Plant-Microbes for Improved Plant Growth and Environmental Sustainability
• Nitrogen (N) is an essential nutrient for plant growth. But since chemical fertilizers are produced using fossil fuels, excess N fertilizer in soils can be converted by soil microbes to nitrous oxide, a powerful greenhouse gas, and fertilizers in agricultural run-off can disrupt aquatic ecosystems, a more environmentally-sustainable way of improving crop growth is needed.
• Plants growing in natural, nutrient-limited conditions may rely more on symbiosis, partnerships with microbes, to obtain the nutrients they need for growth.
• My lab studies the pioneering plant species, poplar (Populus) and willow (Salix), that naturally thrive in nutrient-limited areas. Often seen in rocky riparian zones such as the one pictured at the top of this website, poplar seedlings establish on sites where few other plant species can grow.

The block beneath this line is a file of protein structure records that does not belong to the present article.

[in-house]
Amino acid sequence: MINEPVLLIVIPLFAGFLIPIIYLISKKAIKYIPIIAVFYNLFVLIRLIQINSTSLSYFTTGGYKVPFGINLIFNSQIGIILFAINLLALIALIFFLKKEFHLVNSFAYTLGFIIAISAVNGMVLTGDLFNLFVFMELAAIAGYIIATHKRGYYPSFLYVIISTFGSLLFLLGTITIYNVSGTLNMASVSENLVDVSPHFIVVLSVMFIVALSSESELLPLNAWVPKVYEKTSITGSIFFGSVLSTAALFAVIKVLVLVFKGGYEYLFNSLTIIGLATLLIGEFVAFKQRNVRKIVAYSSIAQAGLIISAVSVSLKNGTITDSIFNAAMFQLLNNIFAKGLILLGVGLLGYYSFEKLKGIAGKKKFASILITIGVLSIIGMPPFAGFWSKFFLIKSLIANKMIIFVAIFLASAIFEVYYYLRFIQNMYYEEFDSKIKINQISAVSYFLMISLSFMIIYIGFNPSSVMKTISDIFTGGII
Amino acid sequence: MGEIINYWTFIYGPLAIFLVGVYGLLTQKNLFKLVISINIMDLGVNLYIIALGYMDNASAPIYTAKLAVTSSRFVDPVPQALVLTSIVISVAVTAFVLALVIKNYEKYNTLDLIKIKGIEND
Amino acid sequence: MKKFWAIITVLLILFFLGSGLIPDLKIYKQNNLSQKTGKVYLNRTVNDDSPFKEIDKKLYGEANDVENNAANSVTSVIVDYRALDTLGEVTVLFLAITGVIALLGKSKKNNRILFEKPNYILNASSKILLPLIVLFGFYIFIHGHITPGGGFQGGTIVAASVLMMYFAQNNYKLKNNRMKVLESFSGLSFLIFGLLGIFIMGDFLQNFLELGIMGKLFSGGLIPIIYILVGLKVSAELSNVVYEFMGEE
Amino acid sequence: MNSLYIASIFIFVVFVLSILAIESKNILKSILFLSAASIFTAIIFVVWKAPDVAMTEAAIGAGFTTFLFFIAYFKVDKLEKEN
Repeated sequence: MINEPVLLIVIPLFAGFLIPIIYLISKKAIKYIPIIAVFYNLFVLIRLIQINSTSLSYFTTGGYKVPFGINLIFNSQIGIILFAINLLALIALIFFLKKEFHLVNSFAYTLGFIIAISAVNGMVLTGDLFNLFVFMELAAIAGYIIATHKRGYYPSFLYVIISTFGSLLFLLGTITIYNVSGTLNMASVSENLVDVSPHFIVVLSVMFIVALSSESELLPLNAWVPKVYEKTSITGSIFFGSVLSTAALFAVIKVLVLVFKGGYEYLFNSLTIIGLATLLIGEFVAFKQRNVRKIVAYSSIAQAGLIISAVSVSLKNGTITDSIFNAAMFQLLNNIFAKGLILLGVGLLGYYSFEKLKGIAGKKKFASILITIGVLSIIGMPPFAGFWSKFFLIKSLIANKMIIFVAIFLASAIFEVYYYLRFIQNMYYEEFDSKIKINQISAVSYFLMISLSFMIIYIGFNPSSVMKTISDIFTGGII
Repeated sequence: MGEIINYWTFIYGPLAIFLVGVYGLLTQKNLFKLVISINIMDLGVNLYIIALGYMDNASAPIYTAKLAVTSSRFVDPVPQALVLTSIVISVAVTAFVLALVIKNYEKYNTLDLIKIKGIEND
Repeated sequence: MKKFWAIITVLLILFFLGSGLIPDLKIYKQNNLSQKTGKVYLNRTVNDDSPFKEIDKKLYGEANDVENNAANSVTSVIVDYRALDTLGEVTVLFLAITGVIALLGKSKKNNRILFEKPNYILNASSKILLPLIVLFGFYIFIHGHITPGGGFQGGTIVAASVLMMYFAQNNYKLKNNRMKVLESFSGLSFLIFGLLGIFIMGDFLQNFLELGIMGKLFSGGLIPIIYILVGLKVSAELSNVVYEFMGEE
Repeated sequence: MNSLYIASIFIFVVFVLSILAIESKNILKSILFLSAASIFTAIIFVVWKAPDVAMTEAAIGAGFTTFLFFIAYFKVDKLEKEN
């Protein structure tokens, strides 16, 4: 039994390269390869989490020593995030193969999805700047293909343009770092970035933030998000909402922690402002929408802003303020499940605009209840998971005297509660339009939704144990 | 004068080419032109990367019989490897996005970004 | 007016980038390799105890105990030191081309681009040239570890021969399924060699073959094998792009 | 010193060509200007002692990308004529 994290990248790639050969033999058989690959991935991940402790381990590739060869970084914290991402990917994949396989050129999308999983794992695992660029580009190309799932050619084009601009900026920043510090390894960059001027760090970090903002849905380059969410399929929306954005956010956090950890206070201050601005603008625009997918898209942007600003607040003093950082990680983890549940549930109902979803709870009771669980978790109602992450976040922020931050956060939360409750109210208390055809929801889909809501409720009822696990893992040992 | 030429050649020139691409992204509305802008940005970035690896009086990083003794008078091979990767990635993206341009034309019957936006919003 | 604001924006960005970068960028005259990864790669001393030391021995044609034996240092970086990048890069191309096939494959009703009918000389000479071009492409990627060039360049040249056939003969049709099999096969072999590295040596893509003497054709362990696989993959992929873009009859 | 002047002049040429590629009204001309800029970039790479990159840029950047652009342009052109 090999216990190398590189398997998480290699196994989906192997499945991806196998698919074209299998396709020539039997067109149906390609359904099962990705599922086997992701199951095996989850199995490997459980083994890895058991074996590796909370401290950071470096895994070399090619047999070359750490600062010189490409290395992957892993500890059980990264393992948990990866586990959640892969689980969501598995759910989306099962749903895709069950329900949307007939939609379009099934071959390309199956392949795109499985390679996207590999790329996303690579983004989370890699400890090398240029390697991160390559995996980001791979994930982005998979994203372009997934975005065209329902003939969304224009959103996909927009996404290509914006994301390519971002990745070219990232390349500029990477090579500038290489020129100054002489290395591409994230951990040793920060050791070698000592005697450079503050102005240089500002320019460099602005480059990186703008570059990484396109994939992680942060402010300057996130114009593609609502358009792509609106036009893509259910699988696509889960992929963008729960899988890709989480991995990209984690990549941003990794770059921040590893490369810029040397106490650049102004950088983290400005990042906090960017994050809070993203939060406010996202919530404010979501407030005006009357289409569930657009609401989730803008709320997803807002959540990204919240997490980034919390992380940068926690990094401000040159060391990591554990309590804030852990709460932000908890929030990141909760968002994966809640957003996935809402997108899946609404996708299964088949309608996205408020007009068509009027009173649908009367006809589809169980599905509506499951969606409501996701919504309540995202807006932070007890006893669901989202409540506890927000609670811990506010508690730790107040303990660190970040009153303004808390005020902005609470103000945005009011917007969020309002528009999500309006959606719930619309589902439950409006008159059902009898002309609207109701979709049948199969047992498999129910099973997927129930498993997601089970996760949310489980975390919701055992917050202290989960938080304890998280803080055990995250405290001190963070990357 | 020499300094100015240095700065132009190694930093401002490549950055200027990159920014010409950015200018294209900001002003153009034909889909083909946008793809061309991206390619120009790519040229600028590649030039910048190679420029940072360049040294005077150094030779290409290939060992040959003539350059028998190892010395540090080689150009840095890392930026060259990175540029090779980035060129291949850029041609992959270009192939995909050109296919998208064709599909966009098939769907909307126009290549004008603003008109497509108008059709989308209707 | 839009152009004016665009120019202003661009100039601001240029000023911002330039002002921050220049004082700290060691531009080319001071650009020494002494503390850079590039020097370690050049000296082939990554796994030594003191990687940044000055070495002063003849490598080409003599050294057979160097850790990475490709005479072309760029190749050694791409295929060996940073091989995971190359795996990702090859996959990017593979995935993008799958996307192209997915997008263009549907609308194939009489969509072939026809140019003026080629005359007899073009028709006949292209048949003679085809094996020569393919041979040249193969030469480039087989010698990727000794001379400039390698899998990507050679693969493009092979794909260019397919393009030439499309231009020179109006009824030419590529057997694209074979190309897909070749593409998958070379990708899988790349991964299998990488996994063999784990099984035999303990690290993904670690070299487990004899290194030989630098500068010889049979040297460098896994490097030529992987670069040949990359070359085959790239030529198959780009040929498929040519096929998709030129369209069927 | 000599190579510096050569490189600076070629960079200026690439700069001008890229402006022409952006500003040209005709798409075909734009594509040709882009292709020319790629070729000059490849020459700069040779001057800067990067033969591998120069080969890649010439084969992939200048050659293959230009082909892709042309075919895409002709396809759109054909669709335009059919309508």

• We have isolated and studied many different bacteria and yeast from within these wild-grown trees and studied their symbiotic properties
• These microbes improve the growth of many other plants such as grasses, corn, rice, Douglas-fir trees, bell peppers, tomatoes, and more, with reduced requirements for fertilizer and water. The ability to recruit and support beneficial microbes may have been lost in modern agricultural cultivars.